Since quitting university a decade ago to pursue artistic endeavours, Jayli Wolf has blossomed into a multi-hyphenated creative talent. Anishinaabe/Cree and queer, she’s a singer-songwriter, producer, poet, actor, and video director, who first gained attention in Once A Tree, a folk-accented duo with husband Hayden Wolf.
They released two EPs and three full-length albums between 2013 and 2021, when Jayli debuted as a solo artist with the EP Wild Whisper, which earned a JUNO Award nomination for Contemporary Indigenous Artist of the Year.
Released in September of 2023, her second solo EP, God Is An Endless Mirror, showcases Wolf’s evolution as a songwriter, and she’s delighted at the response to it. “Now, I’m reaching people I’d like to hang out with,” she tells us, from her farm in Creston, BC. “They’re starting to see the real me, and that’s attracting people with the same interests – like nature, spirituality, and rescuing animals.
“When I first started making music, I was really doing it for other people, and to make money,” she continues. “The stuff I was putting out to the world felt inauthentic to me, but going through a spiritual re-awakening a couple of years ago has totally changed everything. Now, I just have to be truthful, and honest ,and tap into what’s going on in my heart, for the music I want to release.”
God Is An Endless Mirror features a hybrid of organic folk and electronic sounds. “I went really inward with the lyrics here, and started out with more folk elements,” she says. “Hayden and I then added electronic elements, sometimes at the end, after the song was done. We wanted to make it atmospheric, bringing that energy of my spiritual awakening into the sonics, alongside the organic sounds.”
The Wolfs have a well-tested method in their songwriting and recording collaboration. “The lyrics are all mine, and most of the melody, but Hayden is my producer,” Jayli Wolf explains. “I’ll freestyle lyrics, then sometimes I’ll start playing the song on a guitar, and he’ll come in and add a beat, or different instruments, to it. He may take a song to a different place by changing up just one instrument on the same melody. He puts his own spin on the production, and I really trust his ears, so it’s a great partnership.”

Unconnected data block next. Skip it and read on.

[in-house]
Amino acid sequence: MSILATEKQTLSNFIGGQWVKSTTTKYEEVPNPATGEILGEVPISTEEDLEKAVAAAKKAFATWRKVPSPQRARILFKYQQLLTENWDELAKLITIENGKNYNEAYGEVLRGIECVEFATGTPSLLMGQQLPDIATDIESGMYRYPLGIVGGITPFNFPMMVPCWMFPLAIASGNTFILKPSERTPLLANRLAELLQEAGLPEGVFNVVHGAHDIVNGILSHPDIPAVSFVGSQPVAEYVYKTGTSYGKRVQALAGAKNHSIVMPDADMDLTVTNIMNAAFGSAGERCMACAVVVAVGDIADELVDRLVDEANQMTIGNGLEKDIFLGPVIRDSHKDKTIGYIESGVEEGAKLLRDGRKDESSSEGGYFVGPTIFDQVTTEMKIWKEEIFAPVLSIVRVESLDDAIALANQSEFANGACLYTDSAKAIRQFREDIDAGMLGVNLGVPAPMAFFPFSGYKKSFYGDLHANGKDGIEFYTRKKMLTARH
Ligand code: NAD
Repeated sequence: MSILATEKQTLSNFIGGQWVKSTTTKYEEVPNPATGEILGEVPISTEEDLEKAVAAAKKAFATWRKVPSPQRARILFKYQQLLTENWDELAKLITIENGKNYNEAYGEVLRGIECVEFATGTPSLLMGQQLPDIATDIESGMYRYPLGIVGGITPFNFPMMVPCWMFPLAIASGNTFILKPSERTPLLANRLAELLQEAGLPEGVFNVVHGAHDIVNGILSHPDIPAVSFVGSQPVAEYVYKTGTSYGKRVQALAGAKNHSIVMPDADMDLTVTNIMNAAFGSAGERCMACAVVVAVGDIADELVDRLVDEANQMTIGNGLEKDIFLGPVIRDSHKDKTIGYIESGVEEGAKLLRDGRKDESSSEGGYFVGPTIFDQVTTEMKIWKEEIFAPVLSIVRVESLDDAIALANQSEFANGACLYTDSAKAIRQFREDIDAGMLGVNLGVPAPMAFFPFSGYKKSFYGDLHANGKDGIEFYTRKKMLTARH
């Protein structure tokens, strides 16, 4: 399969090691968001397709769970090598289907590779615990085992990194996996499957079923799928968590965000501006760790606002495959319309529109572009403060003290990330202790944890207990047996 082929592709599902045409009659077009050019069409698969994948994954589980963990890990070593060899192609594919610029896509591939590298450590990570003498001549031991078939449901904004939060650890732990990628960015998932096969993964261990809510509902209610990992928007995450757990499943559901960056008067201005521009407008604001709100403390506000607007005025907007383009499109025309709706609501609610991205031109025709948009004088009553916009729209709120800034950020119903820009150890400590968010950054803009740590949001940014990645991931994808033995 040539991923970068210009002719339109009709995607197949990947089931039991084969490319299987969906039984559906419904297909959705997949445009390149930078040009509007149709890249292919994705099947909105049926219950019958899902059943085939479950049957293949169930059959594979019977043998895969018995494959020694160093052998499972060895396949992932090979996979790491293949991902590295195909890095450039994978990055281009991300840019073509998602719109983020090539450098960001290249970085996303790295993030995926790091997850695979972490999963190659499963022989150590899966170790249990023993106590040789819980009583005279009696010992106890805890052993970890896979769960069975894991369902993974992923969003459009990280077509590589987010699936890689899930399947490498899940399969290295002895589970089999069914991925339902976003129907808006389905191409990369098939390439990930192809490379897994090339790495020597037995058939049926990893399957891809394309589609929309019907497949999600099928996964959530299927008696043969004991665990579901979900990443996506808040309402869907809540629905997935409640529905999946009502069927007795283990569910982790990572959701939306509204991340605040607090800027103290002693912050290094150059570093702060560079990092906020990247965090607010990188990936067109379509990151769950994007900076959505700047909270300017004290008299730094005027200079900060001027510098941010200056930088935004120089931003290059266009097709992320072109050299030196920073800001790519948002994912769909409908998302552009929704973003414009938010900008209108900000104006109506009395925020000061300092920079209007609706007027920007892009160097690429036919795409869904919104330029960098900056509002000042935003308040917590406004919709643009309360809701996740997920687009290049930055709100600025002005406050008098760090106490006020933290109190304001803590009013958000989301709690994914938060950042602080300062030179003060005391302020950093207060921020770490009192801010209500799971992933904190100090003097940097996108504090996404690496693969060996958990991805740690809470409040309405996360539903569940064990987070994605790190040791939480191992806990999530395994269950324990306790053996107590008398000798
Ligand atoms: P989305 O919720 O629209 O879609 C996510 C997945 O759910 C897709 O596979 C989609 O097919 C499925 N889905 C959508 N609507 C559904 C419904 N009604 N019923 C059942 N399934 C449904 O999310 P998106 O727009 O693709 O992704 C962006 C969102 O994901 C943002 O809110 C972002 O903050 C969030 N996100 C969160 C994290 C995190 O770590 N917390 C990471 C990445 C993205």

Her very first solo single and video, “Child Of The Government,” has had an impact beyond the statistic of more than a million YouTube views; it also won Best Music Video at the Venice Short Film Awards, and placement on CBC’s Top 10 Canadian Songs of 2021 list.
The song drew upon the real-life experience of her father, a survivor of the infamous Sixties Scoop in Canada, that tore Indigenous children away from their families. “The lyrics for ‘Child of The Government’ came out in five minutes,” says Wolf. “I wasn’t even sure I was going to put it out, as it was so personal. Often, I’ll just write music as a catharsis for me, and for my own healing, without sharing it with the world. I checked with my dad that it was OK to share it. He thanked me recently, as I think telling his story through my music was healing for him, too.”
In tandem with her musical career, Wolf has been a prolific actor on television and in short films, including such TV series as Mohawk Girls and Trickster. In 2021, she was nominated as Best Supporting Actress in the American Indian Film Festival, for her role in Run Woman Run. Wolf has put her acting and filmmaking experience to good use by creating multiple music videos for her material, which have generated impressive viewing numbers.
She’s giving her music and poetry priority over acting, at present. “When I was acting, it was just so hard to concentrate on getting another project done, and I really feel that right now my music deserves my focus,” says Wolf. “I’m working on an album and a book of poetry, and I’m running a farm and have rescue animals, so I’m definitely keeping busy!”